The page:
Statistical analysis

The categorized data are presented as the frequency (percentage). Longitudinal associations between the number of chronic diseases and the presence of falls were explored using generalized estimating equation models.

The multimorbidity patterns were determined using exploratory factor analyses (EFA). The factors were extracted using the principal factor method based on tetrachoric correlation matrices. Factor interpretation was facilitated with an oblique rotation (Oblimin) of factor loading matrices. The data adequacy of our model was estimated using the Kaiser–Meyer–Olkin method and Bartlett test of sphericity. The number of factors identified was based on their interpretation, eigenvalue, and scree plot shape. For better robustness, chronic diseases with a prevalence < 3.0% were excluded, and those with a factor loading ≥ 0.40 were considered to be strongly associated. To obtain each participant’s factor score, the factor loading of each chronic disease was multiplied by 1 or 0 (presence or absence of chronic diseases, respectively), then each item was summed to calculate each participant’s total score (normalized to the mean value of 0 and standard deviation of 1).

The longitudinal associations between multimorbidity patterns and falls were examined with generalized estimating equation models. To assess the associations between different multimorbidity patterns and falls, the standardized factor score (mean = 0, standard deviation = 1) of each multimorbidity pattern and the number of chronic diseases in each pattern were included in the models. Then, the standardized factor scores were categorized into tertiles and the associations between each factor score tertile and falls were examined. For each generalized estimating equation model, the presence of falls was assumed to follow a binomial distribution. All statistical analyses were conducted using SPSS 25 (IBM). A two-sided P < 0.05 was considered statistically significant.

Results

Baseline characteristics of participants

Table 1 lists the participants’ baseline characteristics: 46.2% were male, 80.9% were aged < 65 years, 92.0% lived in rural areas, 86.1% had spouses, and 32.8% graduated from secondary school or higher. The overall prevalence of overweight and obese was 26.0% and 10.5%, respectively.

Table 1 Baseline characteristics of the participants (n = 10,015)

Association between the number of chronic diseases and falls

An increased number of chronic diseases was associated with an increased risk of falls (Table 2). After multivariable adjustment, the risk of falls increased by 37% in participants with one chronic disease, 80% in participants with two chronic diseases, and 175% in participants with ≥ 3 chronic diseases as compared with the participants without chronic diseases.

Table 2 Associations between the number of chronic diseases and falls among middle-aged and aged people in China (n = 10,015)

Multimorbidity patterns

A total of 14 chronic diseases with a prevalence of ≥ 3% at baseline were included in the factor analysis (Table 3). Four multimorbidity patterns were identified: cardio-metabolic (hypertension, dyslipidemia, diabetes, heart problems, stroke), visceral-arthritic (liver diseases, kidney diseases, digestive diseases, arthritis), respiratory (chronic lung diseases and asthma), and mental-sensory (psychiatric conditions, vision impairment, hearing loss).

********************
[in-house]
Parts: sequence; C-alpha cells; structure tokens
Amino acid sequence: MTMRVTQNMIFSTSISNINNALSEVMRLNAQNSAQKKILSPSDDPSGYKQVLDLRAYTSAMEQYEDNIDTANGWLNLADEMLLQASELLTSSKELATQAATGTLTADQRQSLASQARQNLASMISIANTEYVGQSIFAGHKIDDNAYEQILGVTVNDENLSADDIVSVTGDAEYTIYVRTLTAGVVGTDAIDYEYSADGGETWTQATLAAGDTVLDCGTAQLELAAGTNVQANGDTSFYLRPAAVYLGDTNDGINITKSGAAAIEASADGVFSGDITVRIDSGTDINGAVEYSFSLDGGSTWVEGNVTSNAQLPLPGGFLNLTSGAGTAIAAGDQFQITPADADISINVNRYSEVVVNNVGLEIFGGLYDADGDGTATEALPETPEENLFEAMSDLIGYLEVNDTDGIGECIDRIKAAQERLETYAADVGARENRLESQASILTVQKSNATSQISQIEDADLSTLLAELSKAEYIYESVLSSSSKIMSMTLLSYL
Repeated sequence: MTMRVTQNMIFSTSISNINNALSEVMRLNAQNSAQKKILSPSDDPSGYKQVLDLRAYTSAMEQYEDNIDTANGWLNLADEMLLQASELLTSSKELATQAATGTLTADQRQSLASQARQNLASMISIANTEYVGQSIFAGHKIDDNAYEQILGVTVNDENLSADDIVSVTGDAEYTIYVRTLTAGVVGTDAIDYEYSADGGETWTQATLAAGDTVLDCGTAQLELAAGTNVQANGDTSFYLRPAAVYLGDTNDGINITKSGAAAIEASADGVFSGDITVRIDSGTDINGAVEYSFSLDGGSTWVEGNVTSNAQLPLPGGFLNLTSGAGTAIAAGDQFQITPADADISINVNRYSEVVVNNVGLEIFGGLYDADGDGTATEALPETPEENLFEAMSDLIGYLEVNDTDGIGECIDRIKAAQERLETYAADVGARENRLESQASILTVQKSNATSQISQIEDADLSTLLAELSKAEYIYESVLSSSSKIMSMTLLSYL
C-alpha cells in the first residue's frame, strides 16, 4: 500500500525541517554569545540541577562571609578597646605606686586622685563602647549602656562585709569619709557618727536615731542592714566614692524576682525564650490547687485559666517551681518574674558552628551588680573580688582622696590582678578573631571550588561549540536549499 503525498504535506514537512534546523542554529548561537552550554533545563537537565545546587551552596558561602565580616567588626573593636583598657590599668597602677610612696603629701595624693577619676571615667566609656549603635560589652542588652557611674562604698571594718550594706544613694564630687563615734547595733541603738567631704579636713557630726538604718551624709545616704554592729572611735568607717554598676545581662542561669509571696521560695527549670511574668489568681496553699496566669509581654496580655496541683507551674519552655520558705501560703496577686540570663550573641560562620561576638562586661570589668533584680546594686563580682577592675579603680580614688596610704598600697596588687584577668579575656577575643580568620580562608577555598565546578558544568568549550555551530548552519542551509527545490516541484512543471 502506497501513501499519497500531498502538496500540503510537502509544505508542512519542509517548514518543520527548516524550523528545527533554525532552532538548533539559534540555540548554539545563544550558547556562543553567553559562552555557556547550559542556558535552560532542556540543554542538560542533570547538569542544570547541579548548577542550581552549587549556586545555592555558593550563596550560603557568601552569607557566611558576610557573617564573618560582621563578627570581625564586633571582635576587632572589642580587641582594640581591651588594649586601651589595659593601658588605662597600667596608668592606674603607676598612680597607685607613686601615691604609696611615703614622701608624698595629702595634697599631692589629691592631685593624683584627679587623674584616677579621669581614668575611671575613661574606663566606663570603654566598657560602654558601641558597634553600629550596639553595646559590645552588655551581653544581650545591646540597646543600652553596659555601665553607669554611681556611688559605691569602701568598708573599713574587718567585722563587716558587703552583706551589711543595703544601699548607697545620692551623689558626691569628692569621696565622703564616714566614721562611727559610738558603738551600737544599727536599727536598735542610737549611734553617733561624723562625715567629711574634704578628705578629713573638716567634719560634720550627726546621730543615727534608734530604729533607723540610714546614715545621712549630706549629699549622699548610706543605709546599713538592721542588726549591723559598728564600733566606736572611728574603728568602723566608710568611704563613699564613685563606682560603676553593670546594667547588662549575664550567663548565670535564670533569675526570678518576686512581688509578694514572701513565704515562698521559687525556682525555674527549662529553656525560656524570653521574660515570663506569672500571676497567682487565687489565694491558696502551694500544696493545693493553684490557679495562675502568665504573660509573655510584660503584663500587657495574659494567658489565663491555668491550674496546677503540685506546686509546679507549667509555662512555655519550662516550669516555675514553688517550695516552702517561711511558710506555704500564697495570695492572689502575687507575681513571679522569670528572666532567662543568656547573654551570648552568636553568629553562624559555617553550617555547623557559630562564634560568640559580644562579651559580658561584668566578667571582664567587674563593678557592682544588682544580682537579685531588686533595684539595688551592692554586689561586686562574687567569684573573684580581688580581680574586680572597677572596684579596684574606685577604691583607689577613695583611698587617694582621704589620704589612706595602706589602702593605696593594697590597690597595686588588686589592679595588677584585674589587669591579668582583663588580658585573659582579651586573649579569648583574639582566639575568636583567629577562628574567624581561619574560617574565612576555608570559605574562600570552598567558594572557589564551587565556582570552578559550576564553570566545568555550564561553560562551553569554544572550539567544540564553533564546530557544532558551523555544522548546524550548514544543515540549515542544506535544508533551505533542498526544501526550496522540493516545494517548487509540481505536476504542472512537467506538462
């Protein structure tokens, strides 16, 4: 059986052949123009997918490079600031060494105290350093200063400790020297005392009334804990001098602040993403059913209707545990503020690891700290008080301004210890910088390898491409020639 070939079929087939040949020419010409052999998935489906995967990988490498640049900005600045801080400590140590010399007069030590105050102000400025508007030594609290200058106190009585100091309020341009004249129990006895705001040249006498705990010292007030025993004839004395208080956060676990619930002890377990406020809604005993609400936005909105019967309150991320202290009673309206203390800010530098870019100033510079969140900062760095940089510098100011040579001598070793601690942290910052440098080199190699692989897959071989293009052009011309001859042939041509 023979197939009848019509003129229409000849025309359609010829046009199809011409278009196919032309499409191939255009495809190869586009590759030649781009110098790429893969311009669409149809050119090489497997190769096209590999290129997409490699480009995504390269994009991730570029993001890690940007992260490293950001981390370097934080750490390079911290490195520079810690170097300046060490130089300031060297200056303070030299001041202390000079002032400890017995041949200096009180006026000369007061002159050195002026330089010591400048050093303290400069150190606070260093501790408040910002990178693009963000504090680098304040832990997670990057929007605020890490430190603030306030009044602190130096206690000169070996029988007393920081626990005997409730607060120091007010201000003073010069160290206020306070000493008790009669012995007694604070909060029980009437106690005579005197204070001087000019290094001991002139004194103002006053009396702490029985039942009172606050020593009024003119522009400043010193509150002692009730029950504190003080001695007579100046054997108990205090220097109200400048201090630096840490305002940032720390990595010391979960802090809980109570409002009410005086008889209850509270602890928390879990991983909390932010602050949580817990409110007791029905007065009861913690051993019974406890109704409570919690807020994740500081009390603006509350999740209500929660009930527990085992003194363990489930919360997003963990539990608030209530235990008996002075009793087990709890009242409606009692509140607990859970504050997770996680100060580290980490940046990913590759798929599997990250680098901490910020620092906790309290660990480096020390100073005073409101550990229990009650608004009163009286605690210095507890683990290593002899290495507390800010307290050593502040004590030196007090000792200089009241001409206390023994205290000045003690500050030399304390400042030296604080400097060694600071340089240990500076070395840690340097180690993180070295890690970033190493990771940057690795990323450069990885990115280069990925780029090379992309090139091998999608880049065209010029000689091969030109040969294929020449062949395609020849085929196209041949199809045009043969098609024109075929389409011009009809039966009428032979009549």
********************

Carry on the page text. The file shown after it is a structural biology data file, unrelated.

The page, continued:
Table 3 Factor loadings of the multimorbidity patterns for each disease

Longitudinal associations between multimorbidity patterns and falls

Table 4 displays the longitudinal associations between the multimorbidity patterns and falls. After the adjustment, increased factor scores and increased number of chronic diseases of the cardio-metabolic, visceral-digestive-arthritic, respiratory, and mental-sensory patterns were associated with a higher risk of falls. Moreover, compared with participants with factor scores in tertile 1 (T1) of each pattern (except the respiratory pattern), participants with factor scores in T3 had a higher risk of falls, with odds ratios (ORs) of 1.21 (95% confidence interval [95% CI]: 1.14, 1.29) to 1.84 (95% CI: 1.72, 1.97).

Table 4 Associations between falls and multimorbidity patterns among middle-aged and aged people in China (n = 10,015)

Discussion

In the present study, we identified four multimorbidity patterns (cardiac-metabolic, visceral-arthritic, respiratory, and mental-sensory) in a nationally representative sample of community-dwelling middle-aged and old Chinese. We determined that multimorbidity and each multimorbidity pattern were positively associated with an increased risk of falls.

In this study, participants with ≥ 2 chronic diseases were more likely to fall than those without chronic diseases, which was consistent with the results of Lawlor et al. and Immonen et al. [19, 20]. Immonen et al. [20] reported higher incident and relapse rates of falls as the number of chronic diseases increased, which indicated that chronic diseases might exert cumulative effects on the occurrence of falls. Frailty might explain the relationship between multiple diseases and falls [21, 22], where people with multiple diseases have accelerated catabolism and are more likely to be frail, which could increase the risk of falls. Polypharmacy is another possible explanation for these associations in people with multimorbidity. Polypharmacy was significantly related to falls, and the effect of drug interactions was more obvious in the elderly due to degradation of the drug absorption, metabolism, and elimination processes [23, 24]. Zia et al. reported that taking ≥ 4 drugs increased the incident rate of falls [25]. Our findings suggested that people with multiple chronic diseases should adopt effective interventions for preventing falls. Furthermore, medical workers should focus more on such patients.

Different studies reported differing numbers of multimorbidity patterns. A systematic review reported that the Western population had three common multimorbidity patterns: metabolic diseases, mental health problems, and musculoskeletal diseases [10]. Another systematic review of multimorbidity patterns in Asian populations revealed that Asians exhibited five common comorbidity patterns: cardiovascular and metabolic diseases, mental health problems, degenerative diseases, pulmonary diseases, and cancer [26]. In the present study, we identified four multimorbidity patterns. The reasons for these inconsistencies might be complicated. First, due to regional and ethnic differences, the prevalence of chronic diseases differs between study populations. Second, differing chronic diseases were included for determining the multimorbidity pattern. Third, different studies did not use consistent statistical analysis methods to determine the multimorbidity patterns.